EIFF REVIEW: Hellish brunch meets Armageddon in hilarious It’s a Disaster

If the idea of a Sunday “couples brunch” makes you want to kill yourself, then It’s a Disaster is for you.

Even if it doesn’t, this darkly delicious black comedy has so much going for it that you won’t want to miss the brunch almost literally blowing up. The premise is simple: shortly after a couple on their third date arrive at a party – which is already fraught with tension – some catastrophe happens in their downtown area (and in several other cities). It may be the detonation of several “dirty bombs” or the release of a deadly nerve gas. Whatever it is, World War III may be on the verge of breaking out.

The film screens Saturday at 7:30 at the Empire City Centre 9 Cinemas. Writer-director-star Todd Berger will attend the gala finale event at The Edmonton International Film Festival (EIFF).

As Sartre famously observed, “Hell is other people,” and these very modern couples are a bit hellish, so absorbed with their own internal dramas that they have a hard time focusing on the external disaster.  When they do, it’s more about themselves and how they’re going to deal with the so-called end of the world.

The cast is fabulous, with Julia Stiles, of the Bourne Identity trilogy and TV’s Dexter fame, America Ferrera (Ugly Betty), and David Cross from Mr. Show and Arrested Development. The rest of the cast has no trouble going head to head with this powerhouse trio. The writing is scathingly accurate, hilarious, and full of pop culture references. When Tracy (Stiles) is listing all the things she hasn’t done in her life she cites, “never having gone to Europe, or even Canada, Montreal is almost European,” and several other things, including watching The Wire. Her boyfriend replies, “Most of those things are over-rated, except The Wire, which is really good.”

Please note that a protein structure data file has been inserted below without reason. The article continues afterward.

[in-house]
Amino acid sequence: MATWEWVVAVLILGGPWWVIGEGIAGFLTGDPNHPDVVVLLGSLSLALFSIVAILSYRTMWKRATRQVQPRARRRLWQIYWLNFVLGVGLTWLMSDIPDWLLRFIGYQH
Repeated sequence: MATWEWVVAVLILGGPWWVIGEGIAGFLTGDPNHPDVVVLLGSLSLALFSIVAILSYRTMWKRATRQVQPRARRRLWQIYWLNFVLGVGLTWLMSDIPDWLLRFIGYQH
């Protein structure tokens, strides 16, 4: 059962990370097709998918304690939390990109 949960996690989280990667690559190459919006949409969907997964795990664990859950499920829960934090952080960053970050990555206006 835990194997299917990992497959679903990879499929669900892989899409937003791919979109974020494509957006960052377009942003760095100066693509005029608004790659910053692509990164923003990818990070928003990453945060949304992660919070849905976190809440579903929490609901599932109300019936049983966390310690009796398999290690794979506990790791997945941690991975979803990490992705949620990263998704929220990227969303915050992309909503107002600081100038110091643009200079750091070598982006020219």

Dialogue bristling with smart character observations and sarcasm in equal measure comes thick and fast throughout. The couples depicted may be shallow and self-absorbed, but as an audience, we can’t help both identifying with some of their concerns, or recognizing some of these types in people we know. There’s the girl who always dates crazy people, the guy who can’t be offline for a second for fear of missing something, to the couple who are perpetually late for everything.

That recognition is what makes the film both painful and hilarious to watch, with plenty of laugh-out-loud moments. Films that can do both are rare. The end of the world hasn’t produced this much wicked satire since 1964, when Stanley Kubrick and Peter Sellers took on nuclear Armageddon in Dr. Strangelove: or How I Learned To Stop Worrying and Love the Bomb.